Post by Popcorn Reviews » Fri Mar 20, 2020 6:02 am

The Ninth Configuration (1980) - 4/10

The elements for a great film are certainly here, but while it had a handful of standout moments and a promising setup, I can't say I liked it and it ultimately failed to connect with me by the time it was over. For instance, it definitely took its sweet time to get going as most of the buildup detailed the various shenanigans of the patients who acted under Kane's treatment. While this buildup wasn't necessarily bad or anything (a few scenes of the patients interacting with the staff members and the people outside the asylum brimmed with a delightful sense of awkwardness), there were many moments where it seemed to be restating this premise without expanding much upon it, causing it to grow somewhat thin at times. Also, the fact that the plot twist was predictable given how each flashback only served to make it more and more obvious didn't help with my appreciation of this section. Once the film got to the twist, the film certainly got a lot more interesting with the highlight being the uncomfortably tense bar fight. Overall though, I was ultimately left indifferent to how this was handled since it seemed to jumped right into the final act after the big reveal, sacrificing a lot of time which could've been used to flesh out Kane and his newly discovered mental state in the process, and how the payoff to the film was telegraphed far ahead of time in a rather awkward way. In short, the film suffered quite heavily from a ton of bloat.
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Re: Horrorcram XV: Let's Scare Corrierino To Death

Post by wichares » Fri Mar 20, 2020 11:58 am

Kuroneko (1968) - That first act is something else, in which an act of brutality, placing us firmly on the spirit side, doesn't lessen the spine-tingling chills of its meticulous and gorgeous horror imagery at all. In fact, I'm so enamored with this section that the introduction of a third main character bringing some tonal shifts feels slightly disappointing, not to mention the internal logic starting to get wobbly a bit as well. Still, the following dilemma is a potent tragic scenario, and Shindo's darkly imaginative direction remains enveloping throughout. 7.5/10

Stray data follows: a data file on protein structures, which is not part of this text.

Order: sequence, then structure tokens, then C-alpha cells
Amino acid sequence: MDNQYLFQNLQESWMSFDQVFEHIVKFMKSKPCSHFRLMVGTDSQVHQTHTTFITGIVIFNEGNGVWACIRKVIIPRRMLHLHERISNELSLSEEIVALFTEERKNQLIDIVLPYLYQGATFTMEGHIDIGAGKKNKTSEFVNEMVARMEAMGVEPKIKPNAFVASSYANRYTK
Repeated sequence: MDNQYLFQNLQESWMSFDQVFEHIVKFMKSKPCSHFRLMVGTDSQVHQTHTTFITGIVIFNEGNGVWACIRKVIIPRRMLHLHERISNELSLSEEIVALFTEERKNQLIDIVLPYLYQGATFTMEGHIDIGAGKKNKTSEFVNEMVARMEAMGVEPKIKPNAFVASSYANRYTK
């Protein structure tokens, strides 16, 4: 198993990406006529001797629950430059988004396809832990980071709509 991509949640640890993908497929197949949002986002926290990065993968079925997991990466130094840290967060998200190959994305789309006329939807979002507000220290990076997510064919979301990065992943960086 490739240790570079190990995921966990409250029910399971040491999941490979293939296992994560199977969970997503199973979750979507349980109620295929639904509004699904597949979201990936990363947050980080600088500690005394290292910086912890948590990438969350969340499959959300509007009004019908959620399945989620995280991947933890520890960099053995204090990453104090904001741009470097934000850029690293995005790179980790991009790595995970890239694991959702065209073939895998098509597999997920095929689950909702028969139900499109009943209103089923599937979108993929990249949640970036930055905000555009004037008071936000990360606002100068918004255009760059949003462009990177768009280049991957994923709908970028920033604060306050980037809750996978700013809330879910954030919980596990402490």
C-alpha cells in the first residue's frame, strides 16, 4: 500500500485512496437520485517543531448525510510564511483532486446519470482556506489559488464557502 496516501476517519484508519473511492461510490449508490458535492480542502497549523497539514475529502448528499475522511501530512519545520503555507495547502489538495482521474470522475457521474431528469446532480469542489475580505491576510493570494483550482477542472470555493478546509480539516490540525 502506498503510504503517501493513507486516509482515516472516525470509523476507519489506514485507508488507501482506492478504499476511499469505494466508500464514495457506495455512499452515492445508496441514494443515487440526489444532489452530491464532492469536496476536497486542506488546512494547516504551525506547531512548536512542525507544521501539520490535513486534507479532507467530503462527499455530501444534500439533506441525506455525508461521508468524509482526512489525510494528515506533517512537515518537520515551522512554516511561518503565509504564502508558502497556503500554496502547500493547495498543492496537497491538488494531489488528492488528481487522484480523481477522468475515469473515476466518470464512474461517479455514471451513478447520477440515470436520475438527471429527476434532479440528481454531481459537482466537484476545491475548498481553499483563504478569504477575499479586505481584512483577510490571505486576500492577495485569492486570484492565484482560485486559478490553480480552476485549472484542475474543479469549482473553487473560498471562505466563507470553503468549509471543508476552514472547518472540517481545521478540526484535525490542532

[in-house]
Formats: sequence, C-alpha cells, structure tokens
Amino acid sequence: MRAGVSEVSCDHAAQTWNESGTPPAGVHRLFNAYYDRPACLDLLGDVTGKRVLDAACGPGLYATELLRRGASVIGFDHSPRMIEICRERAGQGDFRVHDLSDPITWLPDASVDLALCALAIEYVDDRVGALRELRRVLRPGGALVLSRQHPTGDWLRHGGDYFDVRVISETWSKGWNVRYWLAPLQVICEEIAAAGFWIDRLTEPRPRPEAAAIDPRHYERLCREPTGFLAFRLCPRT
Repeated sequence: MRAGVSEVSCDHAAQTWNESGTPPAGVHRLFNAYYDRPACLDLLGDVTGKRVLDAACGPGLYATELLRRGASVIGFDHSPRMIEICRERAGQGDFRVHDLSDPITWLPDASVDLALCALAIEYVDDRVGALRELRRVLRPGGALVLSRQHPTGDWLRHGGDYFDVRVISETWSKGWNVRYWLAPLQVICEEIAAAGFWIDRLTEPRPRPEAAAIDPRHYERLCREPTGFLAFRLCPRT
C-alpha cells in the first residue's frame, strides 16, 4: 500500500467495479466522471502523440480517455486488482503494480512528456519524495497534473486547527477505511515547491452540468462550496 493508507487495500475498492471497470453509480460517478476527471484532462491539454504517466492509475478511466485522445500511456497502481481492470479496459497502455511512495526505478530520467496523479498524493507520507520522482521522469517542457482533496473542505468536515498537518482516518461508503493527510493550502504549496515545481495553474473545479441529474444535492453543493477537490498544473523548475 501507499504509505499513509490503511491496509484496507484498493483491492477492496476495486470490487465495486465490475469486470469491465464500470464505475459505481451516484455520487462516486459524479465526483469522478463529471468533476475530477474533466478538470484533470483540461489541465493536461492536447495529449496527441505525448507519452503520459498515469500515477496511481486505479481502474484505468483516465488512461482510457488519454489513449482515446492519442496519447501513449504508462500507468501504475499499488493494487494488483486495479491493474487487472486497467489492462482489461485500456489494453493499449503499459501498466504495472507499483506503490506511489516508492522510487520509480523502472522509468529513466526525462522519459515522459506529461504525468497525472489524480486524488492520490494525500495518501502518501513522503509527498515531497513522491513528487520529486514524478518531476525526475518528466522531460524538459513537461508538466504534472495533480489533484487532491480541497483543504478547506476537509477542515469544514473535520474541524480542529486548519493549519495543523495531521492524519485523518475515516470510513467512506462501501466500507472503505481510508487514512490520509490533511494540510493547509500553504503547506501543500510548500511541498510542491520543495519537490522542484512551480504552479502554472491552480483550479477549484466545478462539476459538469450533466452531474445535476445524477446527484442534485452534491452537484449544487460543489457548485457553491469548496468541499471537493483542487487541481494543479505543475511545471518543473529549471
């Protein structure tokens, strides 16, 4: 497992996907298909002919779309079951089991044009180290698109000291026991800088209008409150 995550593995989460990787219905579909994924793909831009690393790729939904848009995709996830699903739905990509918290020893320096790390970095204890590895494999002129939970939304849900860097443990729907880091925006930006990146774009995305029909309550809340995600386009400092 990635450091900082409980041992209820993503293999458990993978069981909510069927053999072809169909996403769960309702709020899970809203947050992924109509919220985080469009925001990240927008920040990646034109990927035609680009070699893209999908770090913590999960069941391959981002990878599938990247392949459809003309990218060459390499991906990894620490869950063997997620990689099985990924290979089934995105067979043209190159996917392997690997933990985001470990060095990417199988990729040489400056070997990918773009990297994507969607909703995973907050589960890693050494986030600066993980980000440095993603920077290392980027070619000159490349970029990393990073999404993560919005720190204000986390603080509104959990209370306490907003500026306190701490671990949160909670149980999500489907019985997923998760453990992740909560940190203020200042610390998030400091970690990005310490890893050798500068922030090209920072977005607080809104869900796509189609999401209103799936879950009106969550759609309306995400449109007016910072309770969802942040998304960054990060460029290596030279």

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Re: Horrorcram XV: Let's Scare Corrierino To Death

Post by MadMan » Fri Mar 20, 2020 3:52 pm

Huh I loved The Ninth Configuration. It is overdue for a rewatch. If this quarantine shit continues I might end up binge watching some Shudder.
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Re: Horrorcram XV: Let's Scare Corrierino To Death

Post by Popcorn Reviews » Fri Mar 20, 2020 6:46 pm

MadMan wrote:
Fri Mar 20, 2020 3:52 pm
Huh I loved The Ninth Configuration. It is overdue for a rewatch. If this quarantine shit continues I might end up binge watching some Shudder.
It definitely showed a lot of promise, but I don't think it handled its subject particularly well, which I largely blame on its bloat.
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Re: Horrorcram XV: Let's Scare Corrierino To Death

Post by Takoma1 » Fri Mar 20, 2020 8:39 pm

wichares wrote:
Fri Mar 20, 2020 11:58 am
Kuroneko (1968) - That first act is something else, in which an act of brutality, placing us firmly on the spirit side, doesn't lessen the spine-tingling chills of its meticulous and gorgeous horror imagery at all. In fact, I'm so enamored with this section that the introduction of a third main character bringing some tonal shifts feels slightly disappointing, not to mention the internal logic starting to get wobbly a bit as well. Still, the following dilemma is a potent tragic scenario, and Shindo's darkly imaginative direction remains enveloping throughout. 7.5/10
Watched this one semi-recently and just loved it.
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Re: Horrorcram XV: Let's Scare Corrierino To Death

Post by Ergill » Sat Mar 21, 2020 4:20 am

wichares wrote:
Fri Mar 20, 2020 11:58 am
Kuroneko (1968) - That first act is something else, in which an act of brutality, placing us firmly on the spirit side, doesn't lessen the spine-tingling chills of its meticulous and gorgeous horror imagery at all. In fact, I'm so enamored with this section that the introduction of a third main character bringing some tonal shifts feels slightly disappointing, not to mention the internal logic starting to get wobbly a bit as well. Still, the following dilemma is a potent tragic scenario, and Shindo's darkly imaginative direction remains enveloping throughout. 7.5/10
Have you seen Onibaba? Another horrory Shindo of note.
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Re: Horrorcram XV: Let's Scare Corrierino To Death